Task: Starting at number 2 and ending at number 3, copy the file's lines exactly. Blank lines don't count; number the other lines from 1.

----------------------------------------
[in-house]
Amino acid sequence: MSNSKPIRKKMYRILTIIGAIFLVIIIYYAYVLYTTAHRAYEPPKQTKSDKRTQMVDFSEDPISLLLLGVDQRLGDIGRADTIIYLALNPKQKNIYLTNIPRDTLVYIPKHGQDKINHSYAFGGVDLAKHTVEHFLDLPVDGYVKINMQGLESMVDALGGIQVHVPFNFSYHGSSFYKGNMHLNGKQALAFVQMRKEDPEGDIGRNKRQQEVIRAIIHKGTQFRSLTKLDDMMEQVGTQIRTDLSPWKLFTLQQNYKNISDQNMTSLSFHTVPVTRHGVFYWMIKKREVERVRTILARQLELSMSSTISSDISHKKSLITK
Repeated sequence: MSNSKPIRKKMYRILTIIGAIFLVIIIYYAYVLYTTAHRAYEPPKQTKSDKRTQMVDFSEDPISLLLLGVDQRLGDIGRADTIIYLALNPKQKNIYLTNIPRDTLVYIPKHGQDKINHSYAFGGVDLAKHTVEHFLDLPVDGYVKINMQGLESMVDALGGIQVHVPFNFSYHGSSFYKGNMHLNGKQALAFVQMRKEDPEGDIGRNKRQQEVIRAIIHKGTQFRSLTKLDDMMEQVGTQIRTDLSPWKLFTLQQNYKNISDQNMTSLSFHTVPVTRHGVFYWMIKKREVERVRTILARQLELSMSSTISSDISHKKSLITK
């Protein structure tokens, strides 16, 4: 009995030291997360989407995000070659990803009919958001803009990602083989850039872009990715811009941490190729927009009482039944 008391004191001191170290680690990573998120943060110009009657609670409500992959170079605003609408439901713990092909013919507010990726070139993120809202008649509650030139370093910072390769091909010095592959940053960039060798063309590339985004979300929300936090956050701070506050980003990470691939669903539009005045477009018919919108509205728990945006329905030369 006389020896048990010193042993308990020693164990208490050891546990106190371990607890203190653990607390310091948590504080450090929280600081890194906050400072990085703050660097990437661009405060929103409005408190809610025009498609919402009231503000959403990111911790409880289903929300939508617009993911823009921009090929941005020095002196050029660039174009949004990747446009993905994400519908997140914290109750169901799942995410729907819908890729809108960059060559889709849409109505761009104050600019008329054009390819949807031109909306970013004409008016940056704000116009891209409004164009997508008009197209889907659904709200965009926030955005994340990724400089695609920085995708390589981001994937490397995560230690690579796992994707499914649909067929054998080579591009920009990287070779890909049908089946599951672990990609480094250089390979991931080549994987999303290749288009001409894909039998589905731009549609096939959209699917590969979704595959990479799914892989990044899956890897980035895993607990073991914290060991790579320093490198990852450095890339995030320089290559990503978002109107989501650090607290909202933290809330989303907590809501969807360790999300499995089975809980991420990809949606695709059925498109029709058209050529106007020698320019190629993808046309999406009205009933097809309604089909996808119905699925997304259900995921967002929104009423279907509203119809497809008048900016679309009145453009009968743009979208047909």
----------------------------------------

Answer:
Amino acid sequence: MSNSKPIRKKMYRILTIIGAIFLVIIIYYAYVLYTTAHRAYEPPKQTKSDKRTQMVDFSEDPISLLLLGVDQRLGDIGRADTIIYLALNPKQKNIYLTNIPRDTLVYIPKHGQDKINHSYAFGGVDLAKHTVEHFLDLPVDGYVKINMQGLESMVDALGGIQVHVPFNFSYHGSSFYKGNMHLNGKQALAFVQMRKEDPEGDIGRNKRQQEVIRAIIHKGTQFRSLTKLDDMMEQVGTQIRTDLSPWKLFTLQQNYKNISDQNMTSLSFHTVPVTRHGVFYWMIKKREVERVRTILARQLELSMSSTISSDISHKKSLITK
Repeated sequence: MSNSKPIRKKMYRILTIIGAIFLVIIIYYAYVLYTTAHRAYEPPKQTKSDKRTQMVDFSEDPISLLLLGVDQRLGDIGRADTIIYLALNPKQKNIYLTNIPRDTLVYIPKHGQDKINHSYAFGGVDLAKHTVEHFLDLPVDGYVKINMQGLESMVDALGGIQVHVPFNFSYHGSSFYKGNMHLNGKQALAFVQMRKEDPEGDIGRNKRQQEVIRAIIHKGTQFRSLTKLDDMMEQVGTQIRTDLSPWKLFTLQQNYKNISDQNMTSLSFHTVPVTRHGVFYWMIKKREVERVRTILARQLELSMSSTISSDISHKKSLITK